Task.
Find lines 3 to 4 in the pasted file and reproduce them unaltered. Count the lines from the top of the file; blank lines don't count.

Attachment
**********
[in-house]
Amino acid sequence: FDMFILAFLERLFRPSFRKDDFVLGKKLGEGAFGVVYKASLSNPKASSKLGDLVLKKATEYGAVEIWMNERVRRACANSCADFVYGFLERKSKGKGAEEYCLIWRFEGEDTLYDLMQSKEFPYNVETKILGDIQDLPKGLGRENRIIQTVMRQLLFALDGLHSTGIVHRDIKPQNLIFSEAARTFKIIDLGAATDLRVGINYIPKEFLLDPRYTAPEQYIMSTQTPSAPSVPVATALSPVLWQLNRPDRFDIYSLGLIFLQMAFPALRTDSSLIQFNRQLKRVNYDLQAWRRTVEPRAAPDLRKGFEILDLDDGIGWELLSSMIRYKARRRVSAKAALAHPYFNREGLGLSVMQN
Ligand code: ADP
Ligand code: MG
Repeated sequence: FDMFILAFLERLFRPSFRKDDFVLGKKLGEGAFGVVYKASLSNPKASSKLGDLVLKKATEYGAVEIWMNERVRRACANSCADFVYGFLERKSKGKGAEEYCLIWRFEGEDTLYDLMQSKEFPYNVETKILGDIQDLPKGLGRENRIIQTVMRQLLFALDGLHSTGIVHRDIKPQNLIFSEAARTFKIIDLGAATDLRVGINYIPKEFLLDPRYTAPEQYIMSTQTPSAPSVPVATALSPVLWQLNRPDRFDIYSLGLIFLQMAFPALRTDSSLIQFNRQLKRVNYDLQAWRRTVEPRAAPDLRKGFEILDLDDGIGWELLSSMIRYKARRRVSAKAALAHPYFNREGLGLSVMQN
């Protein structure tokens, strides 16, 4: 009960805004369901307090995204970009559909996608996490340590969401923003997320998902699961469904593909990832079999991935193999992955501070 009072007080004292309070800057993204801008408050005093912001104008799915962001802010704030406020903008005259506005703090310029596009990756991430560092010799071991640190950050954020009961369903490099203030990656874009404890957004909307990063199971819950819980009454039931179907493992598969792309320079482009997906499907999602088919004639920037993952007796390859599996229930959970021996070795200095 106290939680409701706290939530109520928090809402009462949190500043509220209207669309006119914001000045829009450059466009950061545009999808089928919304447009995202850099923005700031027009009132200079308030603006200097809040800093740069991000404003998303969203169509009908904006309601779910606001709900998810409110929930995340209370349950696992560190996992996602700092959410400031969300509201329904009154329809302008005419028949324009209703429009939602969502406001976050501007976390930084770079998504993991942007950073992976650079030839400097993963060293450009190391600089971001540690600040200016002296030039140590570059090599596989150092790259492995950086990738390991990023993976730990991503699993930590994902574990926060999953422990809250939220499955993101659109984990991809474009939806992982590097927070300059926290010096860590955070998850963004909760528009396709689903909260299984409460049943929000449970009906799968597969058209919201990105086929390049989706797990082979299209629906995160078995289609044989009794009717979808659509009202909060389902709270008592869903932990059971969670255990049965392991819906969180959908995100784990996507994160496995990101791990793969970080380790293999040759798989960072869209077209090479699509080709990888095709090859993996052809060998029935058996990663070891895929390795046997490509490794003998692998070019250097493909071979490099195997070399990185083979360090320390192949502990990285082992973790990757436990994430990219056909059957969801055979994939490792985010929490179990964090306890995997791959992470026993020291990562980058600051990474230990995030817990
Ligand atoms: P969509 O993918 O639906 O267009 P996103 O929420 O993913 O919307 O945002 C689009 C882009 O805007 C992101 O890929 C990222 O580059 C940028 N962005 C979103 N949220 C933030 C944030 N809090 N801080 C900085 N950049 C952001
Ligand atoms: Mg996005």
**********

Ligand code: ADP
Ligand code: MG